Sometimes we don’t realise how much things have changed – compare the way you would speak now with the way your parents would speak.
Compare the way you would communicate with the way your parents would.
Would it be an email or a long letter written with a fountain pen in beautiful handwriting?
All these changes, even subtle changes can influence our understanding of the original meaning.
The inadequacy of the words used can confuse the message and our appreciation of what was really meant can elude us.
The different translations of the Bible try to bridge that gap but the question remains;
What is really meant in the conversations and teachings of Christ as we read them in the Bible?
What do they mean for us today?
In Scotland in 2020.
In this reading from John, Jesus says;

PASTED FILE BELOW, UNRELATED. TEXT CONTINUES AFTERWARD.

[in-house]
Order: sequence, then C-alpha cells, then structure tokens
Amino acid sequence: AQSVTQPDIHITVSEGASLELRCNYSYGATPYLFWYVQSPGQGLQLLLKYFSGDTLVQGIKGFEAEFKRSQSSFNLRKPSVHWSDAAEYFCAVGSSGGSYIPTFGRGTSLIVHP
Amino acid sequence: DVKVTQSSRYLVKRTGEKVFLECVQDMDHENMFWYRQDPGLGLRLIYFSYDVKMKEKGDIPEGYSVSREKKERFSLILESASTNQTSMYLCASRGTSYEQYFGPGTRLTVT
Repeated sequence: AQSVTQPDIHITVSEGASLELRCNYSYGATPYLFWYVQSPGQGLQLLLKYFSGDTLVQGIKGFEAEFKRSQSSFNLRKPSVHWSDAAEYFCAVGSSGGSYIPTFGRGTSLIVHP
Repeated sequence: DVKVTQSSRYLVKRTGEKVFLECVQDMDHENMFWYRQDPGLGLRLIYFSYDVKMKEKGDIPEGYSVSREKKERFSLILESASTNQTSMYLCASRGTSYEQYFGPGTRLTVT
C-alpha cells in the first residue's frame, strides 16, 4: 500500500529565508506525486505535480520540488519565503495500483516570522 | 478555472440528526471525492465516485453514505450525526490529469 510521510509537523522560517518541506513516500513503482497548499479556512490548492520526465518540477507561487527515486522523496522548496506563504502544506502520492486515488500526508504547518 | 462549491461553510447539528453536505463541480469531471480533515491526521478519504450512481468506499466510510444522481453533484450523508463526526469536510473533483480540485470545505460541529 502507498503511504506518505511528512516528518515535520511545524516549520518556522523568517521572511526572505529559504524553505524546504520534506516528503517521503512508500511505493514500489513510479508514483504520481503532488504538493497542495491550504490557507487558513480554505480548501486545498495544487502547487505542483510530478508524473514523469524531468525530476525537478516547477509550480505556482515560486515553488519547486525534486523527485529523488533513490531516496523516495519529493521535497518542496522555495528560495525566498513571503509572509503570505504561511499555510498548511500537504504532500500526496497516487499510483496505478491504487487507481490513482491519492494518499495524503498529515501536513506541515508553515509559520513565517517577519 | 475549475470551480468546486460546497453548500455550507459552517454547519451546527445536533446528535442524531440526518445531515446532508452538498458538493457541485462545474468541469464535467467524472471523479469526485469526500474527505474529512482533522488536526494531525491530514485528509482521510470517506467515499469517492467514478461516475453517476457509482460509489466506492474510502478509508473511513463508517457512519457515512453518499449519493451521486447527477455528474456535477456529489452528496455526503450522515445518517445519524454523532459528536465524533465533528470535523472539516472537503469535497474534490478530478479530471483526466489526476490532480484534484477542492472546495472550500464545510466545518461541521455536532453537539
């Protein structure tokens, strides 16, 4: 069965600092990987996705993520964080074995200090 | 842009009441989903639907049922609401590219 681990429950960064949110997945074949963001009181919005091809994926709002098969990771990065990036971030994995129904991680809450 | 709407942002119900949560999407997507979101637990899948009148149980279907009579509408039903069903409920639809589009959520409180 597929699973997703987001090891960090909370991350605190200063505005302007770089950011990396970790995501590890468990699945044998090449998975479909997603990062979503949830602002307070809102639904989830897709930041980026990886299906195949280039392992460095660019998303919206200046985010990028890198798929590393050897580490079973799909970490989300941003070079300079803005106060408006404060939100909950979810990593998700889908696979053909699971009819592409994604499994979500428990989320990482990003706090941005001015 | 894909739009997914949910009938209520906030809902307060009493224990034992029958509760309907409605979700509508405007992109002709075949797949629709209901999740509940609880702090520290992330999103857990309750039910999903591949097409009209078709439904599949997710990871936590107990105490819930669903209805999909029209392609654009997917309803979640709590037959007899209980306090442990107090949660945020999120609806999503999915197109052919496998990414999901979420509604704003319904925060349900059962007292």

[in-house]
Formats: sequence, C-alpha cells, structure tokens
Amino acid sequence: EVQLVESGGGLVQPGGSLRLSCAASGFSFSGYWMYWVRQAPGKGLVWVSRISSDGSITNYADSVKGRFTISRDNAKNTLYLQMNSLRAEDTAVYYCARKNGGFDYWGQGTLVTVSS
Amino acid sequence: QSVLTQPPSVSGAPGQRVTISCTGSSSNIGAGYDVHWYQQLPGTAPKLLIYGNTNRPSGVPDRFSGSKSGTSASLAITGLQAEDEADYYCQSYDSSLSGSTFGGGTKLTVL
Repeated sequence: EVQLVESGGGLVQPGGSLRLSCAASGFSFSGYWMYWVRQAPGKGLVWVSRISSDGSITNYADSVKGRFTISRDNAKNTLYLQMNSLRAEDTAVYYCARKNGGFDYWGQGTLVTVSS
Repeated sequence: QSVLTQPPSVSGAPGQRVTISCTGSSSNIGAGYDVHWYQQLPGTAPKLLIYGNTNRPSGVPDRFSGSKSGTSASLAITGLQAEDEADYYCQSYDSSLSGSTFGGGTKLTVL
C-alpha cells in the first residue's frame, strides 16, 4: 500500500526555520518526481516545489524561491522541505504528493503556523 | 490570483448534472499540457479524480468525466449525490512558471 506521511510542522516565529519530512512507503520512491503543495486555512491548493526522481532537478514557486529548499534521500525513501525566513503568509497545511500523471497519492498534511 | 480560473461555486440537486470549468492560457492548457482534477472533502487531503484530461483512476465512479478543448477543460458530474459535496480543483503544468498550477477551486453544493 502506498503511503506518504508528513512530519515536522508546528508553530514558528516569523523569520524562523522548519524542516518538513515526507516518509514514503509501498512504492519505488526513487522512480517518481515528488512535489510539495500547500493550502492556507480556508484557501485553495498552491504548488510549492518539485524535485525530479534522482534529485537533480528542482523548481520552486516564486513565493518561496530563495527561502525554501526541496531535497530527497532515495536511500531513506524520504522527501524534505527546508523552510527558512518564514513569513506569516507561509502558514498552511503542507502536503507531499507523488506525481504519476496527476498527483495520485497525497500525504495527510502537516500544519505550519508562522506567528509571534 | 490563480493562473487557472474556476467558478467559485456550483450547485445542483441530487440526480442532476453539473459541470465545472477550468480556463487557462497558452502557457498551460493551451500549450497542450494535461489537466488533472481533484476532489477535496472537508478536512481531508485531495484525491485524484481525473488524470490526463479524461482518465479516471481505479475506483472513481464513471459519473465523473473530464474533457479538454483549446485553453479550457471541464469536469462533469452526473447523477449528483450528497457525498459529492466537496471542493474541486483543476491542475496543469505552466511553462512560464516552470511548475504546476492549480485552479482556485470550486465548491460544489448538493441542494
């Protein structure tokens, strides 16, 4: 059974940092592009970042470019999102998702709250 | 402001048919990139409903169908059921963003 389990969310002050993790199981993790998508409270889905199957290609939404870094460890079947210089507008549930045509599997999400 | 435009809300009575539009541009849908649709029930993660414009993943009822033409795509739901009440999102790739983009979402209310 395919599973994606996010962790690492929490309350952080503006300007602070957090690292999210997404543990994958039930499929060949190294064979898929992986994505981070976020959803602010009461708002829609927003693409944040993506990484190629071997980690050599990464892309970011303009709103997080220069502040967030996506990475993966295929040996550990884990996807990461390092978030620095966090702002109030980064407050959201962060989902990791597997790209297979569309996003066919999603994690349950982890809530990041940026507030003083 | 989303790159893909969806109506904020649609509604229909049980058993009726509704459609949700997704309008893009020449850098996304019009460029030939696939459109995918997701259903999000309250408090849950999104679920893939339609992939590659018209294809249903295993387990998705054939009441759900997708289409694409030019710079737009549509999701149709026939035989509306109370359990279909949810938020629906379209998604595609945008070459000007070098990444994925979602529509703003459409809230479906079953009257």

‘If you love me, you will obey my commandments.’
In his gospel John does not use ‘love’ as a noun – a word for an emotion or a state of being as we might.
Brotherly love, erotic love or compassion.
No, in John it is a verb – a doing word – a word which implies movement and action.
And for John that action is obedience – for John in his narration of Christ’s life, love means obedience.
But what does it mean to us?
Maybe it means striving to be like Christ.
Maybe it means doing the best we can even though we know we fail and will fail.